Microscribe and SolidWorks

First of all we do not have the budget for Revworks. Reverse
engineering is not our business. The Microscribe arm came with MUS
software which doesn't help a lot. I need to digitize very organic
shapes and make solid models in SW. I MUST NOT BE ALONE HERE. Has
anyone got a macro or some shareware that would take XYZ input from the
MUS software, or from an Excel file and generate contours which I could
then loft in SW? Another approach might be to create a bunch of guide
curves to sweep with. Anything similar?
Thanks much.
Reply to
ben
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HTH
Reply to
Clhuprich
snipped-for-privacy@cymatech.com wrote in news:1146515681.124038.124550 @i39g2000cwa.googlegroups.com:
I use HighRES, with a Romer arm. I'm not familiar with MUS. If it can generate XYZ data, you can probably make it work for you. You'll have to be sure that you are taking the right data though. You can't just take points randomly on a surface and expect to build a clean model from that.
We use fine line tape (1/16 or 1/8") and lay out curves and guides on the part that we would use to build the sruface natively in SW. You can digitize points on those lines, import to SW using any number of macros available on the web, and build your geometry to them.
One caution, as you're building your mesh, node to node contact is important (where your tape lines cross). Only take one point at those locations. We had three solid days of training on the techniques of reverse engineering when we bought our arm. It was extremely useful.
With some creative thinking, you can make this work for you. You WILL end up wasting some time, making mistakes along the way.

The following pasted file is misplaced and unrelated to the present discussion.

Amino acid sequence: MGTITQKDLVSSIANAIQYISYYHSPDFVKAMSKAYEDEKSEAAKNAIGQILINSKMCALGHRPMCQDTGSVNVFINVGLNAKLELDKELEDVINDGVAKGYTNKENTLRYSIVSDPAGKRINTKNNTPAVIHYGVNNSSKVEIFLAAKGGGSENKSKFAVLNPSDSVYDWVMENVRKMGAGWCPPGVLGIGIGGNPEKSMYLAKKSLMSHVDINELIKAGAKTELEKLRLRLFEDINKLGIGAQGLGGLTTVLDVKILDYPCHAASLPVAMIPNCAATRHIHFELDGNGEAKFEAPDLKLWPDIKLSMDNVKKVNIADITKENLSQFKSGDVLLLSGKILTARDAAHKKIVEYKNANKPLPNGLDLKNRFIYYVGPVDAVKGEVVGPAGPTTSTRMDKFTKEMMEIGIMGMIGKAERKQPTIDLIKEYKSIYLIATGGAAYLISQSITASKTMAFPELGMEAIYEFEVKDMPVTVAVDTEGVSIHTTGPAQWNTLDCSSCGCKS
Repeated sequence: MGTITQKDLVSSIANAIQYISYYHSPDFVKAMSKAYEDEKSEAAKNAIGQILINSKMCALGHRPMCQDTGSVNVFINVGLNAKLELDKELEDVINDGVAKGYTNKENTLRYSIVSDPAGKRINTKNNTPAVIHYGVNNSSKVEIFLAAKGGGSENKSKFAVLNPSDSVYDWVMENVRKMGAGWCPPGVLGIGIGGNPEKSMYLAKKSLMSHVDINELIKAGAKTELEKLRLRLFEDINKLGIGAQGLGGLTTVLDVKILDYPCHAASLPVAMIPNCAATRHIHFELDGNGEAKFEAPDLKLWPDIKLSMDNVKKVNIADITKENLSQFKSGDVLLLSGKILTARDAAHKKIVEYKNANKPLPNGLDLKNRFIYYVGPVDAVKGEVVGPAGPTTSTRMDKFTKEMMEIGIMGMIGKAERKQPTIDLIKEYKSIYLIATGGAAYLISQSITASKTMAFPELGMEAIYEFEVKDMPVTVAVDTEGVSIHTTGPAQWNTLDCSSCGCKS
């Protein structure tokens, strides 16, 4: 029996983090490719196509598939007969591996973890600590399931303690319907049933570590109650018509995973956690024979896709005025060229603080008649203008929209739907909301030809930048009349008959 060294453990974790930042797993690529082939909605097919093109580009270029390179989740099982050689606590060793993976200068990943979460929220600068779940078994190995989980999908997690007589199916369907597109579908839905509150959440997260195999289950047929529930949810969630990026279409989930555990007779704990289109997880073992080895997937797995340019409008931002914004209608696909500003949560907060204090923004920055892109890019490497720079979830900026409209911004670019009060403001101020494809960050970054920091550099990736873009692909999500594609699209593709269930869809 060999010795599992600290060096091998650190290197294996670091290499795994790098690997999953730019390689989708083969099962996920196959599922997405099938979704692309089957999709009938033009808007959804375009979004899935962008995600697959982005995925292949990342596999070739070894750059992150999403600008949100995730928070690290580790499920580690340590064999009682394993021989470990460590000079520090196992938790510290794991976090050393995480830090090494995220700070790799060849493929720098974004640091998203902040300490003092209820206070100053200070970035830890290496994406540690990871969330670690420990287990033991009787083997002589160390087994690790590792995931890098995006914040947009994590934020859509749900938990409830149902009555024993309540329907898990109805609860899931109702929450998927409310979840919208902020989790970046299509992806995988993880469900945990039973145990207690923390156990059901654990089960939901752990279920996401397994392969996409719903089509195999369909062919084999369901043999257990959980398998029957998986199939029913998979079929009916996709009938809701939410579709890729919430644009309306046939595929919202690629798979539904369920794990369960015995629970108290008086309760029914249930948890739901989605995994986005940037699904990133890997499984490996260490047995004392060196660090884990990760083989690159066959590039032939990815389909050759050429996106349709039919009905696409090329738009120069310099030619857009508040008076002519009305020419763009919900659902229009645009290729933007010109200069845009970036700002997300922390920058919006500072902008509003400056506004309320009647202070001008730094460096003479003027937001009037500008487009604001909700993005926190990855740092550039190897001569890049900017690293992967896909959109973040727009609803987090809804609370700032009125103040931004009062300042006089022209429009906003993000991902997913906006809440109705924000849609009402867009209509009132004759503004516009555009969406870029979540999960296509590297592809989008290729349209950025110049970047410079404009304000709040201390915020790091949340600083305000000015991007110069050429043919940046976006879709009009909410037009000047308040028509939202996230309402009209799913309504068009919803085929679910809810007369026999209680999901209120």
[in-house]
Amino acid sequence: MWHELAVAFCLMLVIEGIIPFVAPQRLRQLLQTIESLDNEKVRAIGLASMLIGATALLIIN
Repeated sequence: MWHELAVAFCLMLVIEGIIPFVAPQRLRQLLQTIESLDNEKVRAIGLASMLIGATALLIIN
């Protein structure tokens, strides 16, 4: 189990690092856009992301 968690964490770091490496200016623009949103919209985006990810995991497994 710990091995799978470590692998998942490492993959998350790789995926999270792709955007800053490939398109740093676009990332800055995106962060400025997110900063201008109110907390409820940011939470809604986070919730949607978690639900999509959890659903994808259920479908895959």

MHill
Reply to
MHill
I hope this will help, anthough, strictly speaking, it is off-topic.
Quite a few years ago when I was in lightning studies at University of Toronto, we wanted to model return strokes (the easily seen lightning that strikes clouds, earth-based objects or and sometimes anything in-between). We had a camera for XZ and a camera for YZ. We also had an XY camera, but the image was necessarly distorted and unusable without considerable signal conditioning --that we did not want to do). (Civil engineering details abbridged), one of our researchers (Ding On Yuen) made a programme (in Fortran) that combined these two to yield an XYZ (field-delimited file) output. Later we hacked together something similiar with Mathematica (on SGI reality machines). I can look for the code (but doubt I have it anymore); but I cannot believe that we were the only team to make this sort of algorhythm. So, you should be able to find plenty. This worked quite well for us (lightning path modeling).
Reply to
DragonAtWork
Thanks MHill.
Good idea with the tape. That'll make it easier for sure. For my purposes I need the contours horizontal and parallel, so I'm using a laser level which is really helpful too.
MUS is just Microscribe Utility Software. doesn't do anything too fancy, but lets you set up coordinate systems, parallel planes, etc.. It's NO help getting data into SW in any useful way.
Where, on the web, might I find these macros you mention? That's the kind of thing I'm looking for.
Ben
Reply to
ben
I searched a bit for that kind of software myself, but didn't find any. My memory is vague here about what I ended up doing... I know I just used AutoCAD to generate 3-D polylines, but I can't recall if I successfully imported those into Solidworks. Another alternative is to just generate points. You can edit the output of the MUS software to type "point" before each coordinate.
If you don't have AutoCAD, the DWG Editor that comes with SW should be able to accept the MUS input.
Joe Dunfee
Reply to
cadcoke3

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